But, I digress.
As a black woman, I am constantly called to justify my presence in the U.K. to white people who literally don’t know the history of how the black community came to be in the U.K. Every single day, I’m faced with a continual barrage of micro aggressions, pictures and articles from a media hell bent on demonising people who look like me and constantly triggering of racial trauma. In order to navigate my daily existence, as well as having artistic expertise which is frankly outstanding (you can’t say that as a black woman… yeah, I can) I’ve had to become part historian, psychologist and social scientist simply so I can defend myself against the daily assaults of whiteness. Funny how I feel I have no choice but to become a sort of collector of facts whilst all whiteness needs to question my valid criticisms
of the U.K.’s continuous attacks on blackness and the on-going racial injustice in general is a ferocity of opinion. I think it’s fair to say that in the thirty years since BHM came into being, the U.K.’s relationship with the black community has at this point fallen to an all time low. BHM has been become a silo, a mouthpiece to keep black people placated. And given the contexts I’ve given, my thinking is being born out by the facts.
The current and blatant attempts to rebrand BHM to Diversity Month seeks to both service whiteness’ wish to erase black people from the British historical canon and maintain the negative perception of the U.K. black community whilst at the same time, promoting through the back door a heightened sense of white people’s diversity as proof that we are all in this together. From the notion of White Christ right up to the lack of acknowledgement by the U.K. of the West Indies effort in fighting in the armed forces in both World Wars on behalf of Britain, Whiteness merely seeks to maintain itself as top of the food chain. White supremacy has been going on for a millennia at the very least.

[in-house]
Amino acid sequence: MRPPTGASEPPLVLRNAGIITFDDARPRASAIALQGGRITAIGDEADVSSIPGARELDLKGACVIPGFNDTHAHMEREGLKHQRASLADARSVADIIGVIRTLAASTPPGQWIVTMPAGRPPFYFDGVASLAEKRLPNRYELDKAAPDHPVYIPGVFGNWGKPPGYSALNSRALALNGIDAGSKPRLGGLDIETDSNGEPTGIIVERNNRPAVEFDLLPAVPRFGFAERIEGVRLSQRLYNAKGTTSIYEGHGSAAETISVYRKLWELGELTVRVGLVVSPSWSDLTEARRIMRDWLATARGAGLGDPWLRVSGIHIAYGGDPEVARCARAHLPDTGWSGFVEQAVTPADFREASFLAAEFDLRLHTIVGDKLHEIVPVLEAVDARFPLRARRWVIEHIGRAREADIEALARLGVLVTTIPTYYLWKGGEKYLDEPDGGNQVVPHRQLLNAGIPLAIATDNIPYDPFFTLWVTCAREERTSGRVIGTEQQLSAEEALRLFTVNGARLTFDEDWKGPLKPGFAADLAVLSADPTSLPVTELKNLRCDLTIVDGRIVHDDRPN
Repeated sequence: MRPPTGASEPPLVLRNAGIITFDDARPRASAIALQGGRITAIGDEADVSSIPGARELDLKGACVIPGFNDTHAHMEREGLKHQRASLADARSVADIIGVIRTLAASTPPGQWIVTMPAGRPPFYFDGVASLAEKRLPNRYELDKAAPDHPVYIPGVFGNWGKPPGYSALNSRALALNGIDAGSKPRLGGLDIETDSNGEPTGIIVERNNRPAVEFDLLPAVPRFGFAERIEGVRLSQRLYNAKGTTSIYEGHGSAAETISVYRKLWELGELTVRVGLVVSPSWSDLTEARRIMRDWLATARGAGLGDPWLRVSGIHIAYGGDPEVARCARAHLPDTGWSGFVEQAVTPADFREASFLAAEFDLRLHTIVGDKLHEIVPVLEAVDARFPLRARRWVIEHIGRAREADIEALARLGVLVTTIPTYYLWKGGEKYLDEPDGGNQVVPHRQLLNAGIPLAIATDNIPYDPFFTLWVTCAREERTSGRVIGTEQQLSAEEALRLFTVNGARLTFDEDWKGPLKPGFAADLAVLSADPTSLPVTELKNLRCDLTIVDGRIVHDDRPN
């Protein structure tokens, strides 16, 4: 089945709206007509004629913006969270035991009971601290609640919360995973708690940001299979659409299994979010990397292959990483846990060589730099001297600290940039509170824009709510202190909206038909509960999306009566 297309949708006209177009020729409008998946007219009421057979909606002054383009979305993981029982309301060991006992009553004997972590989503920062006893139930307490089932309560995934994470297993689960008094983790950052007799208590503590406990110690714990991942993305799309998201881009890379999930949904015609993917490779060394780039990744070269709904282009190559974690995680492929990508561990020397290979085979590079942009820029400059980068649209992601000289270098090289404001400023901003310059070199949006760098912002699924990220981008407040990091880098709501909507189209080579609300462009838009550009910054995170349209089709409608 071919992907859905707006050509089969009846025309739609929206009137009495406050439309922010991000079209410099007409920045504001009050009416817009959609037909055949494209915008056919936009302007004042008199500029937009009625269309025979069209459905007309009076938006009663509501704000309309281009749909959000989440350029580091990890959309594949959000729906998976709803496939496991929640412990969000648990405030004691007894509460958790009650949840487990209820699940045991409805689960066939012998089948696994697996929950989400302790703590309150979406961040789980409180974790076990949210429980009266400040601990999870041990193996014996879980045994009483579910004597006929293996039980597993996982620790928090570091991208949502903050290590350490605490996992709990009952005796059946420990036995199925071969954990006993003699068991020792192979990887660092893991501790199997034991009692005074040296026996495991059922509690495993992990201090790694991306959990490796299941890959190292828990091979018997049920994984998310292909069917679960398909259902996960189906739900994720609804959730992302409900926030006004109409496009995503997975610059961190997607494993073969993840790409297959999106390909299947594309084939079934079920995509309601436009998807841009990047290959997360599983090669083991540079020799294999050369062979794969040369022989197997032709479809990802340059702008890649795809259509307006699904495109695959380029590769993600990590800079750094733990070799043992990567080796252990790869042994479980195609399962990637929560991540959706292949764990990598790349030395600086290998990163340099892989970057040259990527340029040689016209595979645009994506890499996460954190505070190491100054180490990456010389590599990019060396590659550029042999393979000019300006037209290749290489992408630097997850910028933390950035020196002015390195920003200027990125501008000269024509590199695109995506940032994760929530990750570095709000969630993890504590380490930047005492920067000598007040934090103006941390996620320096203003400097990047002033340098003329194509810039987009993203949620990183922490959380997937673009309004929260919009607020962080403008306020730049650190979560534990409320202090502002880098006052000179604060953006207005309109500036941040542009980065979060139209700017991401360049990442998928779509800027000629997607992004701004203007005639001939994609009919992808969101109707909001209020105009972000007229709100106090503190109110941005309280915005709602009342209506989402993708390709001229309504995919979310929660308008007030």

My criticism is BHM is far less about denigrating the efforts of the many in the black community who year in, year out are called upon to deliver a programme of work, for not much money. Working BHM is a thankless task which rather than being seen as an very necessary and integral way to celebrating a community whose efforts over the centuries have directly contributed not only to the development of the U.K., but to to the world. My criticism is more about the response whiteness has to BHM. A response which I feel will always typify how the dominate white culture in the U.K will always see the black community. The systems in place demands there is no alternative to the fake narrative.
BHM to me has become a series of wasted opportunities for discussions around how UK society wishes to view itself in the 21st Century. It’s a severely under-resourced month of a string of broken promises. And it serves as yet a further reminder that the system of whiteness will do anything it can to protect itself. U.K. Prime Minister Theresa May’s recent statement about the importance of BHM to U.K. does nothing more than give lip service in a vain attempt to deflect criticism.
My feeling is it’s time to do away with this farce. In the face of Brexit, Britain needs to face up to and confront it’s colonial past with honesty and bravery.
I won’t be holding my breath.